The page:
Debate

v6:314

HOUSE OF COMMONS.

Monday, March 11, 1776.

The Order of the Day being read, for the House to resolve itself into a Committee of the Whole House, to consider further of the Supply granted to his Majesty,

Ordered, That the account of Extraordinary Services incurred and paid by the Right Honourable Richard, Rigby, Paymaster-General of his Majesty' s Forces, between the 9th of March, 1775, and the 31st of January, 1776, and not provided for by Parliament, be referred to the said Committee.

Then the House resolved itself into the said Committee.

Lord Barrington moved, "That eight hundred and forty-five thousand one hundred and sixty-five Pounds fourteen Shillings and eight and one-fourth Pence, be granted towards defraying the Extraordinary Expenses of the Land Forces, and other services incurred, between the 9th of March, 1775, and the 31st of January, 1776."

Colonel Barré said the annals of this country did not furnish another instance in which a nominal body of eleven thousand men, never amounting at any time within the period mentioned in the resolution to above eight thousand five hundred effective men, had cost the nation so much money. The campaign of Bunker' s Hill and Lexington was ludicrously compared with the glorious campaigns of the immortal John Duke of Marlborough; and the forcing the lines thrown up by a mob in the course of a summer' s night, opposed to the victories of Blenheim, Schellenburgh, the conquest of Gibraltar and Minorca, the traversing the vast circuit of the kingdom of Spain by Lord Peterborough, and the renowned impressions made by the Duke of Ormond at Vigo and Port St˙ Mary. Mystick River was compared to the Danube; and the operations of a war that pervaded half Europe, and in which a British army, and foreigners in British pay, amounting to seventy thousand men, had rendered the power and glory of the British arms immortal, was balanced against those carried on within a circuit of little more extent than what is taken up by the site of this Metropolis. The expense of the former was shown to amount to a sum not more than two millions, while the other, including the expenses of the fleet, cost nearly three millions, the very extraordinaries and ordnance service alone amounting to one million three hundred thousand pounds. He eulogized General Montgomery, the account of whose death in an attempt to take Quebeck by escalade, had arrived but a few days before.

Mr˙ Burke drew several comparisons between the victories of Mr˙ Pitt and those of the noble Lord, [North,] and contended that the campaign which gave the great continent of North-America to this country, though the force consisted of forty thousand men, fell considerably short of the expense of maintaining eight thousand wretched men, starved, disgraced, and cooped up in the single town of Boston. He paid very high compliments to General Montgomery, who had conquered two-thirds of Canada in one campaign.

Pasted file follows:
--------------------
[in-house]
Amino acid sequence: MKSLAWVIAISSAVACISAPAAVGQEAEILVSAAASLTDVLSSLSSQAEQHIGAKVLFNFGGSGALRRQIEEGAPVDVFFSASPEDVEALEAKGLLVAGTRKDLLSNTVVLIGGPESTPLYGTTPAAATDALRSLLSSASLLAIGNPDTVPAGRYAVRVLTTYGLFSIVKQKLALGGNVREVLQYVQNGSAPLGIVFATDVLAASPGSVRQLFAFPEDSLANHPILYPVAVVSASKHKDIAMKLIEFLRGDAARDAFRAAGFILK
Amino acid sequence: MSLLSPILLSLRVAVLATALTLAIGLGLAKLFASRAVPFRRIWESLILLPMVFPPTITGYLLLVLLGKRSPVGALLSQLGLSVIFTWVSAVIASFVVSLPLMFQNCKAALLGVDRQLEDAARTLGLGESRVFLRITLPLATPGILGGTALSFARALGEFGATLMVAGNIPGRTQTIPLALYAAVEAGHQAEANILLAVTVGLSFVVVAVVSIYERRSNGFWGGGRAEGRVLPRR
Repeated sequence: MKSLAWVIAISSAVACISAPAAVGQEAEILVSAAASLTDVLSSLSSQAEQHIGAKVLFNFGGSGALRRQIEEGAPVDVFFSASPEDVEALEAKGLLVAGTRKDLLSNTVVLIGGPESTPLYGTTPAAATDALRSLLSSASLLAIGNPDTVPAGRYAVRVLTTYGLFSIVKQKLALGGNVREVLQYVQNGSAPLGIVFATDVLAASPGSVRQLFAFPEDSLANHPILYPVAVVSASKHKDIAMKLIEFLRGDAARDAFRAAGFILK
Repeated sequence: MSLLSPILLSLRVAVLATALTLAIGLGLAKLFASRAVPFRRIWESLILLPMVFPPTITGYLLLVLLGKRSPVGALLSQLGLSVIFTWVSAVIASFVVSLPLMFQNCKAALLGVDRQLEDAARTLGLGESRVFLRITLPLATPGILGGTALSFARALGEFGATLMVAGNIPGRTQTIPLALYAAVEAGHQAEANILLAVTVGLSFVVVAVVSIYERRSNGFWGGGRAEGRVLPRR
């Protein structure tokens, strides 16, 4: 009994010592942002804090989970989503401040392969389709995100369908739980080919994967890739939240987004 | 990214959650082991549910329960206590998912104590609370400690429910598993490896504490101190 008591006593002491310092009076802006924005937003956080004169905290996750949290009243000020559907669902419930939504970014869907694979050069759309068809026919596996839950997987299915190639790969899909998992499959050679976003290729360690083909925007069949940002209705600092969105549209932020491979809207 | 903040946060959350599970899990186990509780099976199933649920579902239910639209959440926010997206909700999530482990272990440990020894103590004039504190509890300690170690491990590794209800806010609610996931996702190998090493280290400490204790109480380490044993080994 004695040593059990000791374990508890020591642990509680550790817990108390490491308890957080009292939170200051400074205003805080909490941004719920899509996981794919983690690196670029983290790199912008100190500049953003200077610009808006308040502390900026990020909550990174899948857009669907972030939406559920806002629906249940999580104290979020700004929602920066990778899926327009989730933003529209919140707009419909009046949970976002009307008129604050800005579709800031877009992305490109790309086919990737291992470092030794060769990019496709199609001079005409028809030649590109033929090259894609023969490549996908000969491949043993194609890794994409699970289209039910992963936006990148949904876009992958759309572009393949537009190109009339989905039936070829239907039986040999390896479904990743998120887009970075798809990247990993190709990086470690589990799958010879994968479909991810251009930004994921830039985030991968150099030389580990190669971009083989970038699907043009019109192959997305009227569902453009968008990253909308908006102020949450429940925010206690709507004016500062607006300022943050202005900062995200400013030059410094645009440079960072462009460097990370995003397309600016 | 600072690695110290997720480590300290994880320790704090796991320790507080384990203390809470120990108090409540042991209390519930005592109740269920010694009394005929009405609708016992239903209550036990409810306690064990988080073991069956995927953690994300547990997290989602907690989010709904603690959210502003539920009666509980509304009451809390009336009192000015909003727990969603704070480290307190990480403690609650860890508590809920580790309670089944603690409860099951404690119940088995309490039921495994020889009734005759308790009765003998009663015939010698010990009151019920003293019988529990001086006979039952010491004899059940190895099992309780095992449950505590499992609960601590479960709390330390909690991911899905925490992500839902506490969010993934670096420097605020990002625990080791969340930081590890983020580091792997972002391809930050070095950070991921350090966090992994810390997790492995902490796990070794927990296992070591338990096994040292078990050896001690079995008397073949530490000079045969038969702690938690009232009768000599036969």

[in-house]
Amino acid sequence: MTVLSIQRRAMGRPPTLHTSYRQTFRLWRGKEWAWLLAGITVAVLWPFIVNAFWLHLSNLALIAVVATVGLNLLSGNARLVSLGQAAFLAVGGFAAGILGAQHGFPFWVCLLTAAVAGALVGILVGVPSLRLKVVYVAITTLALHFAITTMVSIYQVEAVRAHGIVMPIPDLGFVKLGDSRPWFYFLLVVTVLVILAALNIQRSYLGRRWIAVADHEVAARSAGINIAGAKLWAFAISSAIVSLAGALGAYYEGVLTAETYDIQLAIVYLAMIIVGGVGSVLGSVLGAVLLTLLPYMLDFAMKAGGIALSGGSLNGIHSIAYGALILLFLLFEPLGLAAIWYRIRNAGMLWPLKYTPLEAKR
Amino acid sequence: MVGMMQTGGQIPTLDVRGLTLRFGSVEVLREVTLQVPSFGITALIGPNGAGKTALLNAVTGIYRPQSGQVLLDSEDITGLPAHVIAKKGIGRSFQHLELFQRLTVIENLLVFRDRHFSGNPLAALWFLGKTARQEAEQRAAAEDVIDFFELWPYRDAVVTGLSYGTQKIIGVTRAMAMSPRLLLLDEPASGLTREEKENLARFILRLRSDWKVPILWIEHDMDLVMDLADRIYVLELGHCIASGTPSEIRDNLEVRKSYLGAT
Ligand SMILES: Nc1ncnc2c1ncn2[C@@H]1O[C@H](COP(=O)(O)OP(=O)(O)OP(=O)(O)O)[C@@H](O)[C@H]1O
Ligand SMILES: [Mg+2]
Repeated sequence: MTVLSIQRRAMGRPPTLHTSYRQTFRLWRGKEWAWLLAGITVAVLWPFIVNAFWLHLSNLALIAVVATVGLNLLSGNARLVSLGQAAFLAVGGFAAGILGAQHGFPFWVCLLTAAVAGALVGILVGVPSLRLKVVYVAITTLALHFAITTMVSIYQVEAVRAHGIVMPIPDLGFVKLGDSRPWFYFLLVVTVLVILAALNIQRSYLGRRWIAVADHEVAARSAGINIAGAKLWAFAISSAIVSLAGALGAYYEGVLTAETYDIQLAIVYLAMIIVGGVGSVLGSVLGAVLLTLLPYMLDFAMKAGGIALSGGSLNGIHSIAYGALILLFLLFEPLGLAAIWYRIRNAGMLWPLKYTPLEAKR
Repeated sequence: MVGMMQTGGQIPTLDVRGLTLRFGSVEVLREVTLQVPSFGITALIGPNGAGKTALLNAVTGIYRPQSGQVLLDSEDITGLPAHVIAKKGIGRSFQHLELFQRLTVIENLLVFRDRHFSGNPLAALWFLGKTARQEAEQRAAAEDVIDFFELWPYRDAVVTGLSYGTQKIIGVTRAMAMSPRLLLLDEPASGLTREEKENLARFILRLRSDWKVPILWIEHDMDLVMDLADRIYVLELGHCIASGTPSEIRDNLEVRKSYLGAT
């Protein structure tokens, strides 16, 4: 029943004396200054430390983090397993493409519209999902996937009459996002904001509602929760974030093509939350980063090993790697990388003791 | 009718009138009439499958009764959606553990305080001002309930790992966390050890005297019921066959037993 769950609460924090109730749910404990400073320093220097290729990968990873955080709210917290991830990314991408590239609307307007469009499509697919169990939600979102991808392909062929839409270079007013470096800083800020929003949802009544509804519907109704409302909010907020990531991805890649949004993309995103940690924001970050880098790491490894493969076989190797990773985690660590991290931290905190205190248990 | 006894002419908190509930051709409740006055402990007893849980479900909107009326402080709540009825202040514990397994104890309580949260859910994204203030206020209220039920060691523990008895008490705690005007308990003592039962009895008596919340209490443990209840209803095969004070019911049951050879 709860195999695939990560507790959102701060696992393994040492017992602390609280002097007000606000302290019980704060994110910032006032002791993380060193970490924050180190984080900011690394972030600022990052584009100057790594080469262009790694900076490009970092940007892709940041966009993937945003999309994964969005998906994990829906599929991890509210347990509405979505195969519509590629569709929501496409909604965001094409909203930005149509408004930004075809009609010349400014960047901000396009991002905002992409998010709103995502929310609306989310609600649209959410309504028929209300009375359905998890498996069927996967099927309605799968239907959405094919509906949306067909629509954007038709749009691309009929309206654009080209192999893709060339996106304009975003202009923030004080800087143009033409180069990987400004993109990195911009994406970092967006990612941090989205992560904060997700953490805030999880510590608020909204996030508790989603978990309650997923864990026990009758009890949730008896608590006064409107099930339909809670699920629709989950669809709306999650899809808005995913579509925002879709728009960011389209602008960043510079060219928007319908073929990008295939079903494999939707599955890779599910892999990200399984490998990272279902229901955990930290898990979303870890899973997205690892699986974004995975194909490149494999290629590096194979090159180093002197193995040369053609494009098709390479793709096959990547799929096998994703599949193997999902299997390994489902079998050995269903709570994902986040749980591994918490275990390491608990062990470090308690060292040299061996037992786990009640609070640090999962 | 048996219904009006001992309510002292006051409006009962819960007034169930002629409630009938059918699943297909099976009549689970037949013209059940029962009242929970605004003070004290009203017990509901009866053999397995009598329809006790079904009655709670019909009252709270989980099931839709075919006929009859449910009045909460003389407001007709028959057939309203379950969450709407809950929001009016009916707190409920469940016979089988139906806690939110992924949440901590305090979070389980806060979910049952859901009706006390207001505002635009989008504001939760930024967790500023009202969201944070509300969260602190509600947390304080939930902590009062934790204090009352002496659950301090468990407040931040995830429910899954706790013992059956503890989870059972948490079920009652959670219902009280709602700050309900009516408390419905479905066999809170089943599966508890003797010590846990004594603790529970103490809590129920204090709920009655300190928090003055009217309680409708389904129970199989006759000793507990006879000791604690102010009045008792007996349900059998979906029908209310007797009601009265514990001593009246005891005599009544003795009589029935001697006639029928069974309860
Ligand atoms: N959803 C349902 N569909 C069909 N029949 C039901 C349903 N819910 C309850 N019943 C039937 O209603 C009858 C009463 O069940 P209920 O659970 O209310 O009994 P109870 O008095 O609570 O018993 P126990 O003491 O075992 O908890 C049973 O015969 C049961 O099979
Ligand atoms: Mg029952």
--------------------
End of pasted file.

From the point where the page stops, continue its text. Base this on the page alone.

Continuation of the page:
Mr˙ Fox vied with Mr˙ Burke in his eulogium of General Montgomery.

Lord North censured what he called this unqualified liberality of the praises bestowed on General Montgomery by the gentlemen in Opposition, because they were bestowed upon a Rebel; and said he could not join in lamenting his death as a publick loss. He admitted, indeed, that he was brave, able, humane, generous; but still he was only a brave, able, humane, and generous Rebel; and said that the verse of the tragedy of Cato might be applied to him —

"Curse on his virtues, they' ve undone his country."

Mr˙ Fox rose a second time, and said the term "Rebel," applied by the noble Lord to that excellent person, was no

v6:315

certain mark of disgrace, and therefore he was the less earnest to clear him of the imputation; for that all the great asserters of liberty, the saviours of their country, the benefactors of mankind, in all ages, had been called Rebels; that they even owed the Constitution which enabled them to sit in that House to a rebellion:

— "Sunt hic etiam sua premia laudi,
Sunt lachrymae rerum et mentem mortalia tangunt."

Lord North said, whatever uneasiness this dispute with America might occasion, whatever consequences it might have, he hoped it would be recollected he had not raised, had not disturbed the question. It was in agitation before he came into office. He found it there.

Governour Johnstone expressed his astonishment at this declaration, thus uttered in the face of his country! in the face of the House! He instanced the tea duty, and —

Lord North suddenly said, should he answer that! — The duty was not laid on by him, he only carried it forward.

Governour Johnstone, to explain, said it was very disorderly to interrupt him in that very abrupt manner. However, he thought the noble Lord' s explanation, or vindication of himself, made the matter ten times worse against him.

The Committee divided: For it 180; against it 57.

Mr˙ Speaker resumed the chair.

Ordered, That the Report of the Committee be received to-morrow morning.